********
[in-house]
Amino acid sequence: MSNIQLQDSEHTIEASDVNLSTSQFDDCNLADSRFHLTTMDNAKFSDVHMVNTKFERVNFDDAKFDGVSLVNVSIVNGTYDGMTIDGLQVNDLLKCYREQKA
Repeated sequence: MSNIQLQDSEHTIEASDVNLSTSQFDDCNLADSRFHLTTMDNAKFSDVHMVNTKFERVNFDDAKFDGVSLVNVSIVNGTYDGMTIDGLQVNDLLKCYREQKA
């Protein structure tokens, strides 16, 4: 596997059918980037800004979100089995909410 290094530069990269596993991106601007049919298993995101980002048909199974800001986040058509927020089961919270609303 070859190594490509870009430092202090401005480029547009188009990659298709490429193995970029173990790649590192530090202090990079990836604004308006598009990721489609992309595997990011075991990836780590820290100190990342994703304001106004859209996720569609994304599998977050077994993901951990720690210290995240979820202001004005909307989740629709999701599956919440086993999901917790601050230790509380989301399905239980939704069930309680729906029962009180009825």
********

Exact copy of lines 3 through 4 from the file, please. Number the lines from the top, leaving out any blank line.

Repeated sequence: MSNIQLQDSEHTIEASDVNLSTSQFDDCNLADSRFHLTTMDNAKFSDVHMVNTKFERVNFDDAKFDGVSLVNVSIVNGTYDGMTIDGLQVNDLLKCYREQKA
């Protein structure tokens, strides 16, 4: 596997059918980037800004979100089995909410 290094530069990269596993991106601007049919298993995101980002048909199974800001986040058509927020089961919270609303 070859190594490509870009430092202090401005480029547009188009990659298709490429193995970029173990790649590192530090202090990079990836604004308006598009990721489609992309595997990011075991990836780590820290100190990342994703304001106004859209996720569609994304599998977050077994993901951990720690210290995240979820202001004005909307989740629709999701599956919440086993999901917790601050230790509380989301399905239980939704069930309680729906029962009180009825």